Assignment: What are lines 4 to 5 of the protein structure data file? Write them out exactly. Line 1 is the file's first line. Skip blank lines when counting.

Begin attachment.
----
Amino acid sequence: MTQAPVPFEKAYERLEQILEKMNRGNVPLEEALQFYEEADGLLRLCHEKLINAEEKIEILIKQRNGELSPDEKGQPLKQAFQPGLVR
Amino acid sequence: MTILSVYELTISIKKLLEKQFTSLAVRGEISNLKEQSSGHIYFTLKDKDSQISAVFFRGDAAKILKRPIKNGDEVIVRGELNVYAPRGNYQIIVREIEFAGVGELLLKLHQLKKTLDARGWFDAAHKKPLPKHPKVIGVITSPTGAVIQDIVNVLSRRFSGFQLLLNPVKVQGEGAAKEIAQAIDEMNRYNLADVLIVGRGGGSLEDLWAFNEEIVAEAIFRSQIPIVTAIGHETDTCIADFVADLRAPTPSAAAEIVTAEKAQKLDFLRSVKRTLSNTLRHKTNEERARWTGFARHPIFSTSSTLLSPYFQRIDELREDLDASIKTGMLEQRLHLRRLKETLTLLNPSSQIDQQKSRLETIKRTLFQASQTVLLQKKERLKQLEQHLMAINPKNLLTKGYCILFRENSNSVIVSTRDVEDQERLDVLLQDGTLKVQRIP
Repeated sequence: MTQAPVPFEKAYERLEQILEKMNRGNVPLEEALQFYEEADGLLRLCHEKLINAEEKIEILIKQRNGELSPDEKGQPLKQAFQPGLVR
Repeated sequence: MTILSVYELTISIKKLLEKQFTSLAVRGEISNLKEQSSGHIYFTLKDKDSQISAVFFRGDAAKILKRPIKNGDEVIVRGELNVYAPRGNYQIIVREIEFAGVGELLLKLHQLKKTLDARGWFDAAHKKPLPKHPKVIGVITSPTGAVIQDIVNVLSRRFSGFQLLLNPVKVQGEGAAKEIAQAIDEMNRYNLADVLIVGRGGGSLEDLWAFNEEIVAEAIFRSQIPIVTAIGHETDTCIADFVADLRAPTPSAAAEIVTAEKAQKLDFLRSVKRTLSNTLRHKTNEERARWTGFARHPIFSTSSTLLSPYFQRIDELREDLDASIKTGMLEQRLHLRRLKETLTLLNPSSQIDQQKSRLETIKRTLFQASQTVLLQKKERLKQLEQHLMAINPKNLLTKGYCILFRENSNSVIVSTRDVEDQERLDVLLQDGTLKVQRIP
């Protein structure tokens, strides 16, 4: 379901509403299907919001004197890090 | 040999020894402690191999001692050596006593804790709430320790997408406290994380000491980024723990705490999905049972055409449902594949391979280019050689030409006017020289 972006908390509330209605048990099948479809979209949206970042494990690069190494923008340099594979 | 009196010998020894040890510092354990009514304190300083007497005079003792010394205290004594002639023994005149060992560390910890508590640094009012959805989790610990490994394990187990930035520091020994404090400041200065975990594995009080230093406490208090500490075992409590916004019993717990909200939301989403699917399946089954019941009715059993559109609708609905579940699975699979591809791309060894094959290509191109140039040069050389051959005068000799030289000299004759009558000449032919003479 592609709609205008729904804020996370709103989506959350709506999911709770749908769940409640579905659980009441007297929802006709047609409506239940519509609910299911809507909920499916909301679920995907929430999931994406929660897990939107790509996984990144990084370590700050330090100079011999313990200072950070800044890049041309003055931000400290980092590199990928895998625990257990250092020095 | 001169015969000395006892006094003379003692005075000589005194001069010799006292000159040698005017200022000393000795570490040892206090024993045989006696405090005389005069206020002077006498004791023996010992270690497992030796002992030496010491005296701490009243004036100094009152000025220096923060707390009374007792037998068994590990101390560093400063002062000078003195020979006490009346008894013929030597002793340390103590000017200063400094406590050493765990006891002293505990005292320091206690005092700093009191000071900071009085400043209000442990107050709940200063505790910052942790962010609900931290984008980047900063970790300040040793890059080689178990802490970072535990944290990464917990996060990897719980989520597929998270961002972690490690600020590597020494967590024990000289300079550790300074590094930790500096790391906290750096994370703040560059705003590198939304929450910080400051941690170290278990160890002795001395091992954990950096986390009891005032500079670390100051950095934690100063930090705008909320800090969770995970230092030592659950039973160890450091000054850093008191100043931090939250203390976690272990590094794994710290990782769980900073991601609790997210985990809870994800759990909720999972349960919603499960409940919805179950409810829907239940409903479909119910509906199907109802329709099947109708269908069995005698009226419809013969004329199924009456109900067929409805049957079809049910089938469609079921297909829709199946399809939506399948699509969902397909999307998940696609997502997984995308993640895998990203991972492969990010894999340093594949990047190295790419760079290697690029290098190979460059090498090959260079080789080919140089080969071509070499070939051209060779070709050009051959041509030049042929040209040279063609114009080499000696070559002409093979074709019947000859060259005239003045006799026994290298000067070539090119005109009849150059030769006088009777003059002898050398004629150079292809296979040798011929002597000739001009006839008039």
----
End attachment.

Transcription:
Repeated sequence: MTILSVYELTISIKKLLEKQFTSLAVRGEISNLKEQSSGHIYFTLKDKDSQISAVFFRGDAAKILKRPIKNGDEVIVRGELNVYAPRGNYQIIVREIEFAGVGELLLKLHQLKKTLDARGWFDAAHKKPLPKHPKVIGVITSPTGAVIQDIVNVLSRRFSGFQLLLNPVKVQGEGAAKEIAQAIDEMNRYNLADVLIVGRGGGSLEDLWAFNEEIVAEAIFRSQIPIVTAIGHETDTCIADFVADLRAPTPSAAAEIVTAEKAQKLDFLRSVKRTLSNTLRHKTNEERARWTGFARHPIFSTSSTLLSPYFQRIDELREDLDASIKTGMLEQRLHLRRLKETLTLLNPSSQIDQQKSRLETIKRTLFQASQTVLLQKKERLKQLEQHLMAINPKNLLTKGYCILFRENSNSVIVSTRDVEDQERLDVLLQDGTLKVQRIP
């Protein structure tokens, strides 16, 4: 379901509403299907919001004197890090 | 040999020894402690191999001692050596006593804790709430320790997408406290994380000491980024723990705490999905049972055409449902594949391979280019050689030409006017020289 972006908390509330209605048990099948479809979209949206970042494990690069190494923008340099594979 | 009196010998020894040890510092354990009514304190300083007497005079003792010394205290004594002639023994005149060992560390910890508590640094009012959805989790610990490994394990187990930035520091020994404090400041200065975990594995009080230093406490208090500490075992409590916004019993717990909200939301989403699917399946089954019941009715059993559109609708609905579940699975699979591809791309060894094959290509191109140039040069050389051959005068000799030289000299004759009558000449032919003479 592609709609205008729904804020996370709103989506959350709506999911709770749908769940409640579905659980009441007297929802006709047609409506239940519509609910299911809507909920499916909301679920995907929430999931994406929660897990939107790509996984990144990084370590700050330090100079011999313990200072950070800044890049041309003055931000400290980092590199990928895998625990257990250092020095 | 001169015969000395006892006094003379003692005075000589005194001069010799006292000159040698005017200022000393000795570490040892206090024993045989006696405090005389005069206020002077006498004791023996010992270690497992030796002992030496010491005296701490009243004036100094009152000025220096923060707390009374007792037998068994590990101390560093400063002062000078003195020979006490009346008894013929030597002793340390103590000017200063400094406590050493765990006891002293505990005292320091206690005092700093009191000071900071009085400043209000442990107050709940200063505790910052942790962010609900931290984008980047900063970790300040040793890059080689178990802490970072535990944290990464917990996060990897719980989520597929998270961002972690490690600020590597020494967590024990000289300079550790300074590094930790500096790391906290750096994370703040560059705003590198939304929450910080400051941690170290278990160890002795001395091992954990950096986390009891005032500079670390100051950095934690100063930090705008909320800090969770995970230092030592659950039973160890450091000054850093008191100043931090939250203390976690272990590094794994710290990782769980900073991601609790997210985990809870994800759990909720999972349960919603499960409940919805179950409810829907239940409903479909119910509906199907109802329709099947109708269908069995005698009226419809013969004329199924009456109900067929409805049957079809049910089938469609079921297909829709199946399809939506399948699509969902397909999307998940696609997502997984995308993640895998990203991972492969990010894999340093594949990047190295790419760079290697690029290098190979460059090498090959260079080789080919140089080969071509070499070939051209060779070709050009051959041509030049042929040209040279063609114009080499000696070559002409093979074709019947000859060259005239003045006799026994290298000067070539090119005109009849150059030769006088009777003059002898050398004629150079292809296979040798011929002597000739001009006839008039």